Climbing this 5,895 metre high volcano feels a little like a tour of the world’s climatic zones. As you enter the park, lush montane forests, inhabited by elephants, primates, buffalo and more lead to tropical forest (1,850 – 2,800 metres), where clouds cling for their lives to the trees, making a wet and misty atmosphere. As we climb higher, reaching around 3,200 metres, we reach a moorland zone, a strange primate atmosphere filled with giant heather and studded with giant lobalias. Above 4,000 metres we see yet another dramatic change, a surreal alpine desert that struggles to support any life at all, with intense weather conditions and loose sand. This is the final push before we reach the winter wonderland that encompasses the summit. A land of ice and snow, completely different to the tropical forests you left behind all those days ago.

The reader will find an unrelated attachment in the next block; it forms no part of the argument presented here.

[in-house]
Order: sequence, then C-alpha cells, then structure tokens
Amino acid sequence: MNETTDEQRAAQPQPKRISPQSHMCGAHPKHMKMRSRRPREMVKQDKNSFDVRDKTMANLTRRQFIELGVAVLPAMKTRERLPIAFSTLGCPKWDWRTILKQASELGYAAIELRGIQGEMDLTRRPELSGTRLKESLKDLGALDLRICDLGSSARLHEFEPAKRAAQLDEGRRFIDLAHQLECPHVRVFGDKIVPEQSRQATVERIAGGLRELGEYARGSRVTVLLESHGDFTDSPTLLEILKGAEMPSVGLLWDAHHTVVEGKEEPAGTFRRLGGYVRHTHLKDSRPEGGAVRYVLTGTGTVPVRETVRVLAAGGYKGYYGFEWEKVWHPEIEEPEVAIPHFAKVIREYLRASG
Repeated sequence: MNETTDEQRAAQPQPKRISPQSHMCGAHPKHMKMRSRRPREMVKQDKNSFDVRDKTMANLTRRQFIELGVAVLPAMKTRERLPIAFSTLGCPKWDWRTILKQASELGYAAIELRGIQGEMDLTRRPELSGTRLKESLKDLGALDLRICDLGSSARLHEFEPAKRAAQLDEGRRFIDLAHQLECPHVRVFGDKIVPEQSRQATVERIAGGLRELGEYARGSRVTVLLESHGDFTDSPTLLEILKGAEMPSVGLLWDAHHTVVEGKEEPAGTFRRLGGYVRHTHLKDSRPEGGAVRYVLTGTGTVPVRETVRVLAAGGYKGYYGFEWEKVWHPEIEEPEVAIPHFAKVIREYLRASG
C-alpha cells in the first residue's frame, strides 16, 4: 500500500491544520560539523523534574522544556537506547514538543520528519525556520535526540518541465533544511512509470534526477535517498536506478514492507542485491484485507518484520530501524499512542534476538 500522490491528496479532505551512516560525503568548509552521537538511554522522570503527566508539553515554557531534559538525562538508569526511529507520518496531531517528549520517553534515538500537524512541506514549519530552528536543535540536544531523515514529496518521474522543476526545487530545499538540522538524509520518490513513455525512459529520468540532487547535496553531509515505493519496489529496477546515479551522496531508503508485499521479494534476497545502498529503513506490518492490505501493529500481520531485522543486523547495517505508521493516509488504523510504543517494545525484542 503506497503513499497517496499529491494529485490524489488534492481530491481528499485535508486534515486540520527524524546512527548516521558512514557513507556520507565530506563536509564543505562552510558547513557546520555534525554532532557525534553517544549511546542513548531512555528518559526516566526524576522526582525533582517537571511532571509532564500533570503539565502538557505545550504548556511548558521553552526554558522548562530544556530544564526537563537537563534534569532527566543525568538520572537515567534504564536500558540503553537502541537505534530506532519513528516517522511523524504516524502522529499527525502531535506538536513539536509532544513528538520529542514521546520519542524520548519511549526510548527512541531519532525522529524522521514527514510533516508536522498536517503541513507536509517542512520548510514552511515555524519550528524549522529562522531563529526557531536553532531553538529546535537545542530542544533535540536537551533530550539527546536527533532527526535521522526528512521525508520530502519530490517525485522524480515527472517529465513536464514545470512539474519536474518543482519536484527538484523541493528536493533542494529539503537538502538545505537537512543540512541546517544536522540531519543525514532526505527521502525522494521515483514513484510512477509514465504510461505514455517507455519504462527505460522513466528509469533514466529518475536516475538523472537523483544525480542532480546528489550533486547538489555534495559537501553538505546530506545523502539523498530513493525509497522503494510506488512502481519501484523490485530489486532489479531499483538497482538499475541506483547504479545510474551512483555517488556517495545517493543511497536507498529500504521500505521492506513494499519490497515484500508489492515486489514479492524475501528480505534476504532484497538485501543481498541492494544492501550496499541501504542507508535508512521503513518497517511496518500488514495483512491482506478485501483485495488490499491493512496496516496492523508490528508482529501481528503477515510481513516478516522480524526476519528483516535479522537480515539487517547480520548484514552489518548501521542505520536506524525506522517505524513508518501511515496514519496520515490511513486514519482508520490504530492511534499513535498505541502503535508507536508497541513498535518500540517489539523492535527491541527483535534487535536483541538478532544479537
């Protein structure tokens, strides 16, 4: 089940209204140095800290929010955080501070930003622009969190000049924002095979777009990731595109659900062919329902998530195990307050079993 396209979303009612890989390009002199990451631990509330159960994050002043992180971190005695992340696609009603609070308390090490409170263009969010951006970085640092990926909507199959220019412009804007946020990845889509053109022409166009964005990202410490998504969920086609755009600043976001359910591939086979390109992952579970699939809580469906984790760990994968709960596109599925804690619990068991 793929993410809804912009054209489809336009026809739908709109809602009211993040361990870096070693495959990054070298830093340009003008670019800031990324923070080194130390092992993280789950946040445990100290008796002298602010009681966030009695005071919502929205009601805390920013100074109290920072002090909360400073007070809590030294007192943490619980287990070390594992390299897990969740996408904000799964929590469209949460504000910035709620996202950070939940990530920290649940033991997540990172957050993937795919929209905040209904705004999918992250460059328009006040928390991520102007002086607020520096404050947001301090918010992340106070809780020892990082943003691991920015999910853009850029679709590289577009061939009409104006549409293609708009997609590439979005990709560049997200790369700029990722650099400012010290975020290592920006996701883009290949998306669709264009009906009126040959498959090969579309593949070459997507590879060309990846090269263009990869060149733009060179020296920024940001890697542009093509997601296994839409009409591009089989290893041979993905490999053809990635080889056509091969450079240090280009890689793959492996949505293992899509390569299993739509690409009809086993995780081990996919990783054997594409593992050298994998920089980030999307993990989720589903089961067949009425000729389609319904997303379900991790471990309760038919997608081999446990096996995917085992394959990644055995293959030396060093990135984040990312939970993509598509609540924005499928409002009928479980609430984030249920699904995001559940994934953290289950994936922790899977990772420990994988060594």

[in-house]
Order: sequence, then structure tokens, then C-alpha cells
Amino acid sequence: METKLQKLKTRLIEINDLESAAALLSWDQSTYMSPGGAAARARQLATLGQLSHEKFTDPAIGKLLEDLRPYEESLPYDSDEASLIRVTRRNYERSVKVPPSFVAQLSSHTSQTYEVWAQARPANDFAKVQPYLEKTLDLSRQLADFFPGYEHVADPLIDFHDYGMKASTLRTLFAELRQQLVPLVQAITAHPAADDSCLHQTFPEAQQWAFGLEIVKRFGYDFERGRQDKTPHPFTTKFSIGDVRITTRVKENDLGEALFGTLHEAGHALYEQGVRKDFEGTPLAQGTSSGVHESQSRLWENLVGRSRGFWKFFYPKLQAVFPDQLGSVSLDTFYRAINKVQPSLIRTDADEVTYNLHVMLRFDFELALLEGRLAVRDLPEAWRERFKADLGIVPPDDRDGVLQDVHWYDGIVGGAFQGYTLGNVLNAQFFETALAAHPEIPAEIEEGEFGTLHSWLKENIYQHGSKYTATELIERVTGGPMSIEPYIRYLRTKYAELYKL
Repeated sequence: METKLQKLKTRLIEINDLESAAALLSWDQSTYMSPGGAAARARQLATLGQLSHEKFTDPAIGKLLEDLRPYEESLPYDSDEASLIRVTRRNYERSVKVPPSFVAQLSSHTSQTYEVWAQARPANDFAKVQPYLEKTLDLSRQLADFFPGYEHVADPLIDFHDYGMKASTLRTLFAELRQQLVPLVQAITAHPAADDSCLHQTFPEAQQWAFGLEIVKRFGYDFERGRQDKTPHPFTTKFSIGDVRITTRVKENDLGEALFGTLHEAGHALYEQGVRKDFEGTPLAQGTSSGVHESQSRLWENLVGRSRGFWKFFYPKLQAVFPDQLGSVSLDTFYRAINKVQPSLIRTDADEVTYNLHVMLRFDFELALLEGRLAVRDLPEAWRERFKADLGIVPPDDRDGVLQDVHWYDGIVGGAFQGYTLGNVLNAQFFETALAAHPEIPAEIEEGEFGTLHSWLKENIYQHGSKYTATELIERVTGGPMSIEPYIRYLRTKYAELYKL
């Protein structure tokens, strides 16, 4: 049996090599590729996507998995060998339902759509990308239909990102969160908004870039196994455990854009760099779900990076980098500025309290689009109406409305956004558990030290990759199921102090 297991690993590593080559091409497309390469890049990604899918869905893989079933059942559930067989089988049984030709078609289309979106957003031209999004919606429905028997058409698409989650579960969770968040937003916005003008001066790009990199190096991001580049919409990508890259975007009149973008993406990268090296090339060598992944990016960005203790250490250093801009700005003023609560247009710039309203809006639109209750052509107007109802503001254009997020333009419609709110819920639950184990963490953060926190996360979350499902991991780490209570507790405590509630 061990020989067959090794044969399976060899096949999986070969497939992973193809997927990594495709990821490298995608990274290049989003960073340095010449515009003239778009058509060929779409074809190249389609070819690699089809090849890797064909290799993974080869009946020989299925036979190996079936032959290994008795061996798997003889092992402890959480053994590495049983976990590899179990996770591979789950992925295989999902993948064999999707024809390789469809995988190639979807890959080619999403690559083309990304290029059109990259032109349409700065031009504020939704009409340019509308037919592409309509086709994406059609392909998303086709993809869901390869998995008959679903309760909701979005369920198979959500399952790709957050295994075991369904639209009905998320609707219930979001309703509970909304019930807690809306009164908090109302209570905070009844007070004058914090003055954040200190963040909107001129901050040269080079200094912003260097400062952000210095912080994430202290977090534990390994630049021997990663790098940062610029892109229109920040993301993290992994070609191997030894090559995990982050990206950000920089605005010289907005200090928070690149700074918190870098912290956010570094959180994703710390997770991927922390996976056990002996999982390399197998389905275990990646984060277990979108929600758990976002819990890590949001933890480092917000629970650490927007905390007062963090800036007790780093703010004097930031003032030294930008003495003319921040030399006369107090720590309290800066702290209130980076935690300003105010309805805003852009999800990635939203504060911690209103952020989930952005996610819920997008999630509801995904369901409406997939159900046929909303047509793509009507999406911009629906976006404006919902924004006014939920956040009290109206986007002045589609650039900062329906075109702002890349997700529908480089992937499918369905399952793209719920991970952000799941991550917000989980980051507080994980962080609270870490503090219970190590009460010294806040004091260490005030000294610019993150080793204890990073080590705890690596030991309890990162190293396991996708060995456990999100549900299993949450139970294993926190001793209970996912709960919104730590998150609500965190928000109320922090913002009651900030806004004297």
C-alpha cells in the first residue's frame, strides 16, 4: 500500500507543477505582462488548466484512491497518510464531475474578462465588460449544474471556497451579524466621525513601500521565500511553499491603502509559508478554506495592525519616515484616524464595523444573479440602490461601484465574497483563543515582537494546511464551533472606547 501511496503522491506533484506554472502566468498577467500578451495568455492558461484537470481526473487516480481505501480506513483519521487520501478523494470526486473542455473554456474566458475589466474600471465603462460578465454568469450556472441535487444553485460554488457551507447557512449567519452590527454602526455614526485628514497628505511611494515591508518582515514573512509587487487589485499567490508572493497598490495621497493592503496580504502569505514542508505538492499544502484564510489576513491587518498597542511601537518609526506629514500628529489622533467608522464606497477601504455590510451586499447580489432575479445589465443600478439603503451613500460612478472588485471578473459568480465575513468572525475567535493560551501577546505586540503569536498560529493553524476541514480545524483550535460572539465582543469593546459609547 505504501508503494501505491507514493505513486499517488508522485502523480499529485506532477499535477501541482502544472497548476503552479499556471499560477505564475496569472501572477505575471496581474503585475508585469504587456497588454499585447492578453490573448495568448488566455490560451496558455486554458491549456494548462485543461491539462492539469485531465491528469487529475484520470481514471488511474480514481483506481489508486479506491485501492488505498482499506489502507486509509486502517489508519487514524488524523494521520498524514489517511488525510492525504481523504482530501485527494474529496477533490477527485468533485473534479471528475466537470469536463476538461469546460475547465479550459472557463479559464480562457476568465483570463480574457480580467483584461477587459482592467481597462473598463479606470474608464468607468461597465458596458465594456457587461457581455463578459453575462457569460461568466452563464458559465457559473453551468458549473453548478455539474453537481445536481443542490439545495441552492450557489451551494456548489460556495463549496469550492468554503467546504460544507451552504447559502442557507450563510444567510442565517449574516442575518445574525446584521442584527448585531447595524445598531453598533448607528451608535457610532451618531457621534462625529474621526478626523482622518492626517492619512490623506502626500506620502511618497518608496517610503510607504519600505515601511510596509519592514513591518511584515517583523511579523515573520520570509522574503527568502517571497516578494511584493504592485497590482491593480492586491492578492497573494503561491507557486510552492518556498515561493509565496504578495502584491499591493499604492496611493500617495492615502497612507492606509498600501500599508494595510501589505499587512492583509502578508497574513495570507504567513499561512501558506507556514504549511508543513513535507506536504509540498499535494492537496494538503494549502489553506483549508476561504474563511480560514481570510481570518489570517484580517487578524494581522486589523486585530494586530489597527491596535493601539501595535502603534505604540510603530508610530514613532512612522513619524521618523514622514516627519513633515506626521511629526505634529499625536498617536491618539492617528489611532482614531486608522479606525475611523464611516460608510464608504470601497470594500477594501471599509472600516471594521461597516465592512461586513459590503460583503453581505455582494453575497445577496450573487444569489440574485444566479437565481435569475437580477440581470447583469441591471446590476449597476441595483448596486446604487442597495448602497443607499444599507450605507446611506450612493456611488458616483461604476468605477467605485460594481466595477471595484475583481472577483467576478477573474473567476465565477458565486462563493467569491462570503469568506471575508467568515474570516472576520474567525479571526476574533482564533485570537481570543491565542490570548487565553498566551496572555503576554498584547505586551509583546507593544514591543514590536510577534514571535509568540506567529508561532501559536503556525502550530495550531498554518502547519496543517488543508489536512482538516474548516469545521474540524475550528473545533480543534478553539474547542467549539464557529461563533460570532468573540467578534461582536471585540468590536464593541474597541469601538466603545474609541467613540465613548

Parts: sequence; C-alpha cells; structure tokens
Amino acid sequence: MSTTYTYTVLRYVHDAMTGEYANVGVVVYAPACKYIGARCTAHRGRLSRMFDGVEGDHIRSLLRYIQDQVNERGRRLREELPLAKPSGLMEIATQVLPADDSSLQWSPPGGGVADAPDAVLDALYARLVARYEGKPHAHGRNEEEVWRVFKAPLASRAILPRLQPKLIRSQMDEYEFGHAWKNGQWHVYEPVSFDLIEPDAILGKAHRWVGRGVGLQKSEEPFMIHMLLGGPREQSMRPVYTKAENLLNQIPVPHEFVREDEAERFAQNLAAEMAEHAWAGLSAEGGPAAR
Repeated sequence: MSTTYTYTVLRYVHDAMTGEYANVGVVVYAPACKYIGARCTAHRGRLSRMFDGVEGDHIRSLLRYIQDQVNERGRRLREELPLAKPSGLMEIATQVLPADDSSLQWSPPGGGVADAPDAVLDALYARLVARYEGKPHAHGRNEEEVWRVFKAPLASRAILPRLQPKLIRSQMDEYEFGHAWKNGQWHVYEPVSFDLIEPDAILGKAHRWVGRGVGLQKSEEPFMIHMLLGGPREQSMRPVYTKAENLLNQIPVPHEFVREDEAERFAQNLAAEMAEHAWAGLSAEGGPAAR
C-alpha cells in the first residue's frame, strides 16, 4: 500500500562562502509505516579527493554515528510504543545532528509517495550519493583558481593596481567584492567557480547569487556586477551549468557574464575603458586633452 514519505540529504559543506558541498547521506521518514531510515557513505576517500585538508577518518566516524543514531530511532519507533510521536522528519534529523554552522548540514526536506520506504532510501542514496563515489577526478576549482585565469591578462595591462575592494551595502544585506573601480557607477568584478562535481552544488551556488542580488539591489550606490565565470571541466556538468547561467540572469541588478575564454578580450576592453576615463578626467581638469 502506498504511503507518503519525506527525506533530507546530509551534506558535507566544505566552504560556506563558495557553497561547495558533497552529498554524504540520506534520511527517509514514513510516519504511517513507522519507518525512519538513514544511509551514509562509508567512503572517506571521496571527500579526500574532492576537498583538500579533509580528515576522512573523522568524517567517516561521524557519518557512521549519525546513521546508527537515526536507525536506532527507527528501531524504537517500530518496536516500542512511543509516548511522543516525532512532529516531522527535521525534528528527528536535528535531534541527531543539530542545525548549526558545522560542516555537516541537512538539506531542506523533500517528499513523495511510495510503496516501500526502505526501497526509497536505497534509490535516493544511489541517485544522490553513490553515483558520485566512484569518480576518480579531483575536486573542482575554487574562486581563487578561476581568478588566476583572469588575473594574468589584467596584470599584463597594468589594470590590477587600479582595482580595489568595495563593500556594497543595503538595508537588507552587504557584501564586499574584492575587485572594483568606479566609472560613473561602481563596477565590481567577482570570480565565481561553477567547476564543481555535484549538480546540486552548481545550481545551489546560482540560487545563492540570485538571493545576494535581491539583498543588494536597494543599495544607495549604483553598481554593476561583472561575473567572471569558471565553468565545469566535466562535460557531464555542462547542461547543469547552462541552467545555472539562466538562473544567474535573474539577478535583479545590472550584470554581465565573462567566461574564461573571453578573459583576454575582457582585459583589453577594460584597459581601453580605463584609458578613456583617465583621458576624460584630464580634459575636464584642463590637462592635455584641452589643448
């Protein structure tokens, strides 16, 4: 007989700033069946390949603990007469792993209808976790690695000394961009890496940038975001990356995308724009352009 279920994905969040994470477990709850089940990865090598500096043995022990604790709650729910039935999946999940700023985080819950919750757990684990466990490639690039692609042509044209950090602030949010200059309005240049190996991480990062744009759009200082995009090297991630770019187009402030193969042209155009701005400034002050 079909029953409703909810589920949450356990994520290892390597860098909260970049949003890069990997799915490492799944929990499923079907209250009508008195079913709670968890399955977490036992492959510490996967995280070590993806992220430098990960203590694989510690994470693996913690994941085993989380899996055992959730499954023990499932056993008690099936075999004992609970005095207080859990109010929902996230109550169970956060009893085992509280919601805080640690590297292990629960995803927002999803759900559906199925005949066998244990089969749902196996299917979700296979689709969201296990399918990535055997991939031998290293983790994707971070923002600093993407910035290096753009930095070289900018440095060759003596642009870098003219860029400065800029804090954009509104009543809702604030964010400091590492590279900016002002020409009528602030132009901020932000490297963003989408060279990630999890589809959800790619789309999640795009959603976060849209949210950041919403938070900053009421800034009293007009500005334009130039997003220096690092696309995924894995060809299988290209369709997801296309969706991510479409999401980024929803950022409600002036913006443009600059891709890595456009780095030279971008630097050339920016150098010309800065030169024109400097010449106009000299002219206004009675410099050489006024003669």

There are six usual trekking routes, with more challenging mountaineering routes for committed and experienced climbers. Of the six, we prefer Rongai, a scenic and peaceful route and the only one starting from the north side. We also do the ‘Grand Traverse’, far away from the crowds; this is the most diverse and remote of all the trails with simply unbelievable views along the northern circuit, as well as opportunities to see animals such as elephant, buffalo and eland.
Climbing to the summit you will need to allow at least five days.